Korean food firms enjoy a boon from stockpiling of shelf-stable foods in US

2020.03.20 15:51:36 | 2020.03.20 15:52:02

[Photo provided by CJ CheilJedang Corp.]이미지 확대

[Photo provided by CJ CheilJedang Corp.]

South Korea’s food producers and retailers are running their operations in the U.S. at full capacity as Americans are stocking up frozen and shelf-stable food amid virus scare.

The nation’s food giant CJ CheilJedang Corp. has been operating its dumpling factory in California, New York and New Jersey at full capacity even on the weekends due to the surging demand for ready-made-food products. An official from the company said it will operate home meal replacement (HMR) plants in full scale as orders for frozen dumplings, ready-to-eat rice Hetbahn and its U.S. subsidiary Schwan’s frozen pizza products from large retailers more than doubled in the second week of March.

CJ CheilJedang has 22 facilities in the U.S. that produce instant food products under Bibigo brand, frozen foods and ready-meals.

[Photo by Pulmuone and Daesang Corp.]이미지 확대

[Photo by Pulmuone and Daesang Corp.]

Another Korean food producer Pulmuone Co. also saw its sales of instant noodles increase two to three-fold in the U.S. this month compared to the same period last year. The company expanded its Tofu-centered product portfolio to Asian noodle products including teriyaki stir-fried udon and Korean style black bean noodle called Jajangmyeon in 2015. Most of the noodle products are manufactured at its Eumseong plant in North Chungcheong Province, and the facility is capable of handling the soaring demand, according to an official from the company.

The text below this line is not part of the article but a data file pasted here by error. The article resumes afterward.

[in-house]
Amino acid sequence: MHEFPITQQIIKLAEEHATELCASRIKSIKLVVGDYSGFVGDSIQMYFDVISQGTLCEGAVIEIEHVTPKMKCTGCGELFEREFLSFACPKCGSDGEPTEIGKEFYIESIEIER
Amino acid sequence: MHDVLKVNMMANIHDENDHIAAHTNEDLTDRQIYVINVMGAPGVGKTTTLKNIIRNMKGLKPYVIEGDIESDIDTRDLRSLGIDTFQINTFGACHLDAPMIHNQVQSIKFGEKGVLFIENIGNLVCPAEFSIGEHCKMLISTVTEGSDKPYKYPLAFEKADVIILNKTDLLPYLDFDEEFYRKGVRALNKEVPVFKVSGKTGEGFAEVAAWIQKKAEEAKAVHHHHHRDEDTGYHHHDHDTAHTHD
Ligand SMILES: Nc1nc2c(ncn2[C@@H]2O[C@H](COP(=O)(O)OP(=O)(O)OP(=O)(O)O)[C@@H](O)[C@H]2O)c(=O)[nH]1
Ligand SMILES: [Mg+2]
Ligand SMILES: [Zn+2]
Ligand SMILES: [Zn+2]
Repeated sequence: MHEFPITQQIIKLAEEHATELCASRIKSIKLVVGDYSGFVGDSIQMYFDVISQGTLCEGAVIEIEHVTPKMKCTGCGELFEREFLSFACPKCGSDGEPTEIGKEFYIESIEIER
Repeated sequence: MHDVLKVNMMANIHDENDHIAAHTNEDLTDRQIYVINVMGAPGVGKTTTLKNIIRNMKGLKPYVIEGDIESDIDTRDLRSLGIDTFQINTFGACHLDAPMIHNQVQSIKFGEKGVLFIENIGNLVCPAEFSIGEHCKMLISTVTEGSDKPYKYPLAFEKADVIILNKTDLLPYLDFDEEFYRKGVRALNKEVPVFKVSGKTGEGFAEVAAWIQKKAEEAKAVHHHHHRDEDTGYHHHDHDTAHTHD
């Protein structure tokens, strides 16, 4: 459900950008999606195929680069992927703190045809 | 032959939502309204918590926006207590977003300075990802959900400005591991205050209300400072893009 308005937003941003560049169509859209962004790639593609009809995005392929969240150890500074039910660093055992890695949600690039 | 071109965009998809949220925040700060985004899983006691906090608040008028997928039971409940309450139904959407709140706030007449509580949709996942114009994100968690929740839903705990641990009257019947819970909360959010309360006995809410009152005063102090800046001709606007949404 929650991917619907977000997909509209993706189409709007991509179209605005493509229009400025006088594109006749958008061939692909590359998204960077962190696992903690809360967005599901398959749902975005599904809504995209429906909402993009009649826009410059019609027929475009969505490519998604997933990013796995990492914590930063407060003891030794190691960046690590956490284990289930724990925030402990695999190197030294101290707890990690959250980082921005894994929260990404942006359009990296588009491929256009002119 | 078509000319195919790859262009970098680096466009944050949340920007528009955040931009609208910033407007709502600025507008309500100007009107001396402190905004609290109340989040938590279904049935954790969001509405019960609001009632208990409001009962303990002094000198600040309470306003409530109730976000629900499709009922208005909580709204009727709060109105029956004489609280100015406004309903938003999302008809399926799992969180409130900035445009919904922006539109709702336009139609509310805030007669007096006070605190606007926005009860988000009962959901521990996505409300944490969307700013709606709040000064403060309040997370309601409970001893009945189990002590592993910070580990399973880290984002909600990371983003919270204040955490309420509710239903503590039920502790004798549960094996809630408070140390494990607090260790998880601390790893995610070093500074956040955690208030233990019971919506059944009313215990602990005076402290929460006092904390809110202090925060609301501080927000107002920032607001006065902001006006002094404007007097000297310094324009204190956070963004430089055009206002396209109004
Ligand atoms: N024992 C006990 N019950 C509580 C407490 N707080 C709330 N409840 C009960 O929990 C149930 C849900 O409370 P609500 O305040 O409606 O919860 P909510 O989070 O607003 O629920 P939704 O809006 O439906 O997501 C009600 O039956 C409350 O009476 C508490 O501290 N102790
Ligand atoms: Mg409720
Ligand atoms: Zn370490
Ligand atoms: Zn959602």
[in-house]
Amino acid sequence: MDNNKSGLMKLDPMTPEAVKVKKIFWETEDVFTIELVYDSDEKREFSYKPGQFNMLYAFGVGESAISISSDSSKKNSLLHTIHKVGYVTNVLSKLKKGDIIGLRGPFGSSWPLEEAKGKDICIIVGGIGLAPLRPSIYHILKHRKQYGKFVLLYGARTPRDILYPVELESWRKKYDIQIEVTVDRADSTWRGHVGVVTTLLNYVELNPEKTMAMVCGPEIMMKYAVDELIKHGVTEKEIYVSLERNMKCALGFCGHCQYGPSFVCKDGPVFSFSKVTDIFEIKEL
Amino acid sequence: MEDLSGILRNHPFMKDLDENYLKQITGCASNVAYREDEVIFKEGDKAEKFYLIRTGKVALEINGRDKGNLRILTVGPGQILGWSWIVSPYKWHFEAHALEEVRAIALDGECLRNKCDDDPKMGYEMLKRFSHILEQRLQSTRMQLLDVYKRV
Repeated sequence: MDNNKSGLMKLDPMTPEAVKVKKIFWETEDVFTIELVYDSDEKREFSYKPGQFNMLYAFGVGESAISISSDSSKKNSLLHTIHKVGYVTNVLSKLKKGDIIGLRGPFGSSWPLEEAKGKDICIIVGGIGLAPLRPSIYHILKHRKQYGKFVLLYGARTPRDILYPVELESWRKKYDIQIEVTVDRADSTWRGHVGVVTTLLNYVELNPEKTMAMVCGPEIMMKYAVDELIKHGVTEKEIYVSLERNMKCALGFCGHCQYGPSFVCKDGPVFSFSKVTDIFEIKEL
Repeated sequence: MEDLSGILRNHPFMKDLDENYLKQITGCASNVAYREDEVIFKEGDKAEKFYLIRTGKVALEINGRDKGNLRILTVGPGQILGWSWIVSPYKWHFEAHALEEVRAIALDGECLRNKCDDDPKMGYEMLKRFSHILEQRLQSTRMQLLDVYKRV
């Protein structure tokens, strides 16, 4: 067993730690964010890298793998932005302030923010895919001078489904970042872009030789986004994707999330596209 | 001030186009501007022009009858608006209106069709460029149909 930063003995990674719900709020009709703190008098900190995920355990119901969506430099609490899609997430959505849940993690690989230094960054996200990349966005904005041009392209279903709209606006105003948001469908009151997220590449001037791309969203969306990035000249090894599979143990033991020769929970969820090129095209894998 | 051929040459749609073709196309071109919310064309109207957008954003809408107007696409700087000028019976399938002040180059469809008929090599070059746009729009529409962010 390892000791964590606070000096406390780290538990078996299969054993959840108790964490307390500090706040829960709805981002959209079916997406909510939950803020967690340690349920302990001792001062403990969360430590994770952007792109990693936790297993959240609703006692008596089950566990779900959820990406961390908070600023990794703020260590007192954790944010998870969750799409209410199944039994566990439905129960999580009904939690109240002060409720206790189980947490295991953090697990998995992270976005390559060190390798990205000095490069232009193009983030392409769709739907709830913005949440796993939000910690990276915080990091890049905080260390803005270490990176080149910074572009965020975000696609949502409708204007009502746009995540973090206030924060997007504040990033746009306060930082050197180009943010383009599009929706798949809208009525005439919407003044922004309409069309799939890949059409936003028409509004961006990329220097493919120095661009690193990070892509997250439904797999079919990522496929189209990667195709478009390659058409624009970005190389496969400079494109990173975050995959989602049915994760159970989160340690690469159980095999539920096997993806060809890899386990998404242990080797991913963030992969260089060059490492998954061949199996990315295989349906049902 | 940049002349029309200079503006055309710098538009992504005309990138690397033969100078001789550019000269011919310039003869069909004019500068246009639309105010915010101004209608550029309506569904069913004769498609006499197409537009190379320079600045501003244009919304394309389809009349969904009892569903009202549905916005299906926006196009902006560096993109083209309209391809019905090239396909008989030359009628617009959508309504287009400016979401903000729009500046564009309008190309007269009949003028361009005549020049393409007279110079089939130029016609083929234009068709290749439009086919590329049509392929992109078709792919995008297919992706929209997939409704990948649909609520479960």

Daesang Corp.’s representative Jongga Kimchi has also been flying off the shelves in the U.S. and Europe, selling out stocks for 45 days in just a week. A company official said all of the stocks at Geochang plant in South Gyeongsang Province have run out, adding that it will push ahead with its plan to establish a Kimchi factory in the U.S. within the year despite rising uncertainties from the outbreak.

The boon may not last and food producers may also experience setbacks from virus spread including difficulties in setting up meetings with local partners and finding new distribution channels.

Disruptions in customs clearance and product unloading due to cross-border restrictions and reduced on-site workers could also damage sales as delayed unloading leads to huge storage costs, according industry experts.

By Shim Hee-jin and Choi Mira

[ⓒ Pulse by Maeil Business Newspaper & mk.co.kr, All rights reserved]